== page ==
I’m going to have so many seeds to share this year, I’m ecstatic! I’ve already started the seed saving, which has had to be moved to the garage, because I don’t have enough room in the house for all the cups anymore.

I’ve also been slowly updating the database – mostly with photos right now, but specific growth information is slowly going up as well.

What a great year, I’m over the moon.

This year I got two sports that don’t show the characteristics of what they’re supposed to be:
30-kimsport-smKimberley Sport – small rugose leaf (rather than potato), grows only about 1ft so it’s a dwarf. Determinate. Shiny skin with lobed fruit, no characteristics of either Tiny Tim or Siberian (Kimberley’s parent plants).






19-marysaustrian-smMary’s Austrian Sport – large 5ft indeterminate plant, produces grape shaped pink jewel toned fruit. Nice flavour, nothing like the roma-type this is supposed to be. I contacted the seed seller who received the seeds from the family, and she’s never grown a tomato like it (so it’s not cross contamination), and she confirmed it was nothing like what Mary’s Austrian is. So this one is officially a natural cross that I’ll be regrowing and stabilizing because it’s wonderful.



I’ve also got some freak tomatoes this year, which is always fun:

The first photo is Tomato ‘Sibirskiy Velikan Rozovyi’ with a hole that’s grown into it (doughnut tomato!), the second is some dirty ‘Stupice’ (because I’m immature and it made me giggle).

And here’s some more tomato eye candy for you, these varieties (and many others) will all be offered in varying quantities.


Top L-R: ‘Fargo Yellow Pear’, ‘Kootenai’, ‘Chocolate Stripes’, ‘Perestroika’
Bottom L-R: ‘Purple Prince’, ‘Green Zebra’, ‘Tangerine’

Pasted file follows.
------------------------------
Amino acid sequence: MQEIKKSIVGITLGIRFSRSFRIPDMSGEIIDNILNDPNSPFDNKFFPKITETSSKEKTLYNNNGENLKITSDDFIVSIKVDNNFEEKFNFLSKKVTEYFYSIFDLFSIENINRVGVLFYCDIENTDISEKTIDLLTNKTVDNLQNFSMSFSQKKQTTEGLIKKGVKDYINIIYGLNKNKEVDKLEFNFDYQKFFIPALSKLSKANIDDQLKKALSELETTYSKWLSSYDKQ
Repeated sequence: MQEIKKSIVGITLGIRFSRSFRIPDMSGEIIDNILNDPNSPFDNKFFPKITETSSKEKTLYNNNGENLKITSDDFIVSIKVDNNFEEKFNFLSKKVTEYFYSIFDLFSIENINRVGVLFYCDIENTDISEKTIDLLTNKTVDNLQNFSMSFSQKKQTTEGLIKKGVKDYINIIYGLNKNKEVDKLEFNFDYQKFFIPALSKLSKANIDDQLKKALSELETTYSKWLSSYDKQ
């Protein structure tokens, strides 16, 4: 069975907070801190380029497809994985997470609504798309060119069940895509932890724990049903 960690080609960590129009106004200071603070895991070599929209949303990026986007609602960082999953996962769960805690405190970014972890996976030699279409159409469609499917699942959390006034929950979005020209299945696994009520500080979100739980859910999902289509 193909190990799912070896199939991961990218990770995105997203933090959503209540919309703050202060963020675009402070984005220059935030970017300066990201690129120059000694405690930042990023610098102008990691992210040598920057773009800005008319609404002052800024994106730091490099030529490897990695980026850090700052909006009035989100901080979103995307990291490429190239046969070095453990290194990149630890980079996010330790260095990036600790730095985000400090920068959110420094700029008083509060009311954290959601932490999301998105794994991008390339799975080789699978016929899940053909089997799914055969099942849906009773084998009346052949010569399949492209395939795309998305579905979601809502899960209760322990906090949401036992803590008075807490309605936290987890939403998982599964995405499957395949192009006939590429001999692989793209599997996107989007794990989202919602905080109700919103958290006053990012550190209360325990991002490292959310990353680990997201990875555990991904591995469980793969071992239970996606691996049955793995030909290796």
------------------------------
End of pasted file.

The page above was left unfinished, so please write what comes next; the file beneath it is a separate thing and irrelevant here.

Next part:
State of the Garden – July

I’m not going to lie, when I moved here I was absolutely petrified about how my garden would turn out. The past few years here in Edmonton, I’ve heard, have not proven to be good for tomatoes, and with my 40-or-so varieties that needed growing out for the seed bank this year, I really needed a banner year.

So far, my fears have proven completely unfounded, and even my husband, whose interest in my garden only extends to “what can I eat?”, has noticed how amazingly the plants are doing.

Sure, the season started a bit late this year, but the hard work I put into transforming that 300 sq ft patch of sod, has proven to really pay back in what is going to be an amazing harvest.

With sunny, high-twenties days, and then some rainfall at night, has proven to be a boon for the tomato gardens, and they’ve just been going crazy.

The clay/sand soil I was so upset with initially (on the coast it’s a curse), has proven to be a gift here in the very dry prairies, retaining moisture well without proving to get too heavy. Which the tomatoes are loving.

If crazy hail storms can stay away, and we don’t get an early frost, this is really going to be an amazing year. I think the harvests are going to be better than I ever had on the west coast, even accounting for the difference in season lengths.

All the tomatoes now have blossoms bagged, and many are setting fruit. I’m really excited for the amount of varieties I’ll be able to offer this year through the bank.

For now, here’s a few photos from the gardens.

Row 1 (L-R): Zapotec Pink Pleated, Stupice, Sibirskiy Velikan Rozovyi
Row 2 (L-R): Ireland Creek Annie, Tomato Jungle, Fargo Yellow Pear

Seed Saving Workshop Announced!

I’m pleased to say that I’ll be hosting a beginner level seed saving workshop, hosted by the Richfield community garden in Edmonton, Ab! There’ll be lots of information and hand outs provided to those who come, and lots of questions answered. I’ll be going over the most common (and maybe a few uncommon) edible plants to save seeds from, along with demonstrations.

The topics will include:

  • Specifics of saving seeds for different edible plants
  • The difference between heirloom, open pollinated, and hybrid plants
  • Modes of pollination, and how it affects your seed saving
  • How to store your seeds for the short term and long term
  • …plus any questions people may have!

Location: Richfield Community Garden (pipeline right-of-way at 86 St & 36A Ave)*
Cost: $5 requested donation, 100% of proceeds going to the Richfield Community Garden
Date: July 27th, 2-3pm.
*In the case of inclimate weather, the workshop will be located indoors at 19 Keegano NW, the Keegano Housing Co-Op community hall.

Please RSVP to k (at) populuxe (dot) ca if you wish to attend

Hope to see you there!

Thanks to Sustainable Food Edmonton and the Richfield Community Garden for support.